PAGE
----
A number of third-party YouTube apps and YouTube rippers are closing down

If you use an app or website to convert and download YouTube videos for offline playback, then you may have to find an alternative, as a number of popular apps and websites that allow this seem to be shutting down.

As Betanews reports, one of the most popular YouTube conversion websites, YouTube-mp3.org, is shutting down after receiving a number of legal threats from record labels. A deal has been struck with the RIAA (Recording Industry Association of America), which will see the owners of the website pay a fine, with the website closing and the domain handed over to the RIAA.

The number of legal actions faced by YouTube-mp3.org, and the severity of its punishment, means other YouTube ripping sites could also face closure.

Third-party apps in danger too

While YouTube-mp3.org was targeted by record companies, Google (which owns YouTube) has also been making moves to shut down third-party YouTube apps. The popular ProTube app was removed from the App Store by Apple after several takedown requests by Google, according to MacRumors.

The app was popular due to the fact that it contained a number of features that Google’s official YouTube app lacks, such as background playback and an audio-only mode.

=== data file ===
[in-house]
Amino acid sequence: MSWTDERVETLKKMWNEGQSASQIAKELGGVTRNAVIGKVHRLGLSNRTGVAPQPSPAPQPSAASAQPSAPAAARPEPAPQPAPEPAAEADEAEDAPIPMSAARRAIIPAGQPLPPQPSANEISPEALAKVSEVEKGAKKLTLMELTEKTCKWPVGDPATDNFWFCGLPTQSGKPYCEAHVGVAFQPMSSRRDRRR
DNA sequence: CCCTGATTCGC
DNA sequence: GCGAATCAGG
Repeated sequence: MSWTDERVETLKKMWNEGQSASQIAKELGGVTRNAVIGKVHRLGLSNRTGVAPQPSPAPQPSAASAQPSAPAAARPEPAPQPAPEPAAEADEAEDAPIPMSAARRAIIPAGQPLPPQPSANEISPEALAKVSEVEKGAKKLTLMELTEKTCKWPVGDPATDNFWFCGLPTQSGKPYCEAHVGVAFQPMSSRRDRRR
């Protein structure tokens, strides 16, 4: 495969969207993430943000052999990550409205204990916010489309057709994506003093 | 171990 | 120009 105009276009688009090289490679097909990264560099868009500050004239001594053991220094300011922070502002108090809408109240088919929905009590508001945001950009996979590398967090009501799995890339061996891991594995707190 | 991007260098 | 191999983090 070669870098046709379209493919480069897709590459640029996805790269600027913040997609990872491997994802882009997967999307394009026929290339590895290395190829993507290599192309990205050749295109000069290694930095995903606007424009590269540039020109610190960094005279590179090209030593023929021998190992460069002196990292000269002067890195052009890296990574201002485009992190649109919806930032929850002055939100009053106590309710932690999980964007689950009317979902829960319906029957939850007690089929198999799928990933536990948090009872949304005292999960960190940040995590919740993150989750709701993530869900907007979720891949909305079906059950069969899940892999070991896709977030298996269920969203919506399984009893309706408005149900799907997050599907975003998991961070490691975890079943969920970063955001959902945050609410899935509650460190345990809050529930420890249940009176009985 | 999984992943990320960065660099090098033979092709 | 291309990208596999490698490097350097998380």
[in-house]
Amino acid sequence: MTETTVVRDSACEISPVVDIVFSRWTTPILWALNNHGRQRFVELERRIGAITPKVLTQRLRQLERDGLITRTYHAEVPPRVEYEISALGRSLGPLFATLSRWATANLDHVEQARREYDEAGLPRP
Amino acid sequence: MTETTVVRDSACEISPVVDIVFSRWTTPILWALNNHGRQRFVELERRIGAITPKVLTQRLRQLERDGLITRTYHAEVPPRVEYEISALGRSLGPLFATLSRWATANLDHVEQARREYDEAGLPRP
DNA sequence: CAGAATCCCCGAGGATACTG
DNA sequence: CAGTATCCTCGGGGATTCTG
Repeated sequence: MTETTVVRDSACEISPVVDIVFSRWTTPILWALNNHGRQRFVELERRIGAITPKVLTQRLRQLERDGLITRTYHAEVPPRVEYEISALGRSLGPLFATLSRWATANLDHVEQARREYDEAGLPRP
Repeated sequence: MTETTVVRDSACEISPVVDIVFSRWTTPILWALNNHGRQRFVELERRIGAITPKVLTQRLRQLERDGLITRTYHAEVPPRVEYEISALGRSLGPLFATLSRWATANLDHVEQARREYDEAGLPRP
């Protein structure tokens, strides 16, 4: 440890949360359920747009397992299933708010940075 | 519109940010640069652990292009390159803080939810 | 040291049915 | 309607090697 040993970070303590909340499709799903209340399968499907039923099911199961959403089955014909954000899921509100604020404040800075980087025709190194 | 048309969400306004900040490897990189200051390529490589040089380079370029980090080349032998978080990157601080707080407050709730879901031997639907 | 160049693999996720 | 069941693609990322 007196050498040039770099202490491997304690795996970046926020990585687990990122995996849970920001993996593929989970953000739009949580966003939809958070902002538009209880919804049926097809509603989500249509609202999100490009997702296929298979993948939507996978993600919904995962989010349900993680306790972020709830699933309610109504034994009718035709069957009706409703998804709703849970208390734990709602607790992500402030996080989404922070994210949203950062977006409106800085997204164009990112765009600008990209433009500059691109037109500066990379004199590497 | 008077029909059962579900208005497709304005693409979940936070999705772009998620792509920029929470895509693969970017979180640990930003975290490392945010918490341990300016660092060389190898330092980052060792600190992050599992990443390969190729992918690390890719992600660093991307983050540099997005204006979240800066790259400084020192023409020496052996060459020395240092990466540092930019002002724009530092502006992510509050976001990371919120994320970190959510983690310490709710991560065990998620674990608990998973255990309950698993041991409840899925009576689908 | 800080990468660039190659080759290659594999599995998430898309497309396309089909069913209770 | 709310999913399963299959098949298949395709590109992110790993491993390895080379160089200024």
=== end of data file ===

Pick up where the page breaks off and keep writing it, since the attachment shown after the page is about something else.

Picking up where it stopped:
Jonas Gessner, the developer behind the app, said in a statement on his website: “I am very sad to announce that ProTube was removed from the App Store by Apple on September 1, 2017. This comes after multiple requests and threats by YouTube which ultimately led Apple to suddenly pulling the app from the App Store.”

According to Gessner, YouTube asked him to remove any features that were not found in the official app. As Gessner alleges: “YouTube wants to sell its $10/month subscription service which offers many features that ProTube also offered for a lower one-time price, so they started hunting down third-party YouTube apps on the App Store”.

He also states that a number of third-party apps are being targeted by YouTube with takedown requests, so we may see more of our favorite YouTube apps disappear in the future.

Matt Hanson
Managing Editor, Core Tech

Matt is TechRadar's Managing Editor for Core Tech, looking after computing and mobile technology. Having written for a number of publications such as PC Plus, PC Format, T3 and Linux Format, there's no aspect of technology that Matt isn't passionate about, especially computing and PC gaming. He’s personally reviewed and used most of the laptops in our best laptops guide - and since joining TechRadar in 2014, he's reviewed over 250 laptops and computing accessories personally.